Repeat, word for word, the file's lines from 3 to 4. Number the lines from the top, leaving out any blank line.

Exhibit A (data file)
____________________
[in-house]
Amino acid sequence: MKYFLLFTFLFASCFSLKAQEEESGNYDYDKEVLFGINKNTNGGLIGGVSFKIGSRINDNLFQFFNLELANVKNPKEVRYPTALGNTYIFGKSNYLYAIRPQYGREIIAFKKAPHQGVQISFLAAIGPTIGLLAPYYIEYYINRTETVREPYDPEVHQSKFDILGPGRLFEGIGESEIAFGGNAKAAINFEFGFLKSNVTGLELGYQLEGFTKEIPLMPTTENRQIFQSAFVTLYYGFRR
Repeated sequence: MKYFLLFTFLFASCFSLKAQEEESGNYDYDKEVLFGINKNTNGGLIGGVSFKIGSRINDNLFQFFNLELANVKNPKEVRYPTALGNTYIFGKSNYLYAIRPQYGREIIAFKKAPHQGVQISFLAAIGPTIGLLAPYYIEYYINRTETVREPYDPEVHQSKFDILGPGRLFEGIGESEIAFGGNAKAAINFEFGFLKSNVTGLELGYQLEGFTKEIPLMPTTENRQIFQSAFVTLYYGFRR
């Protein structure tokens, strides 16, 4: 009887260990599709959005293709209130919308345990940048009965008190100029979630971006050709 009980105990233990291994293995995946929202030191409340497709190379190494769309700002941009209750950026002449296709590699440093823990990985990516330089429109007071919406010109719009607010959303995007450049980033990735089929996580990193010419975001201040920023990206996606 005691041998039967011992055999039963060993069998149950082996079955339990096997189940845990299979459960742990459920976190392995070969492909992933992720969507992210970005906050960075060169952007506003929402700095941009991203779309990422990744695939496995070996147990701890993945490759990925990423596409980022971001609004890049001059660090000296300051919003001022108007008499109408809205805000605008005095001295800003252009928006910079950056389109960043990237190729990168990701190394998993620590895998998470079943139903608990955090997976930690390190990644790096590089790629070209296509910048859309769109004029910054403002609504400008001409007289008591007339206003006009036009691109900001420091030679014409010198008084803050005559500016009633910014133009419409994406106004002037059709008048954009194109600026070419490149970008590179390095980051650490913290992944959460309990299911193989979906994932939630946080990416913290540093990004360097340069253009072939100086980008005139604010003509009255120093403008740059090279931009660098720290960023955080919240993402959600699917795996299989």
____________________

Repeated sequence: MKYFLLFTFLFASCFSLKAQEEESGNYDYDKEVLFGINKNTNGGLIGGVSFKIGSRINDNLFQFFNLELANVKNPKEVRYPTALGNTYIFGKSNYLYAIRPQYGREIIAFKKAPHQGVQISFLAAIGPTIGLLAPYYIEYYINRTETVREPYDPEVHQSKFDILGPGRLFEGIGESEIAFGGNAKAAINFEFGFLKSNVTGLELGYQLEGFTKEIPLMPTTENRQIFQSAFVTLYYGFRR
């Protein structure tokens, strides 16, 4: 009887260990599709959005293709209130919308345990940048009965008190100029979630971006050709 009980105990233990291994293995995946929202030191409340497709190379190494769309700002941009209750950026002449296709590699440093823990990985990516330089429109007071919406010109719009607010959303995007450049980033990735089929996580990193010419975001201040920023990206996606 005691041998039967011992055999039963060993069998149950082996079955339990096997189940845990299979459960742990459920976190392995070969492909992933992720969507992210970005906050960075060169952007506003929402700095941009991203779309990422990744695939496995070996147990701890993945490759990925990423596409980022971001609004890049001059660090000296300051919003001022108007008499109408809205805000605008005095001295800003252009928006910079950056389109960043990237190729990168990701190394998993620590895998998470079943139903608990955090997976930690390190990644790096590089790629070209296509910048859309769109004029910054403002609504400008001409007289008591007339206003006009036009691109900001420091030679014409010198008084803050005559500016009633910014133009419409994406106004002037059709008048954009194109600026070419490149970008590179390095980051650490913290992944959460309990299911193989979906994932939630946080990416913290540093990004360097340069253009072939100086980008005139604010003509009255120093403008740059090279931009660098720290960023955080919240993402959600699917795996299989």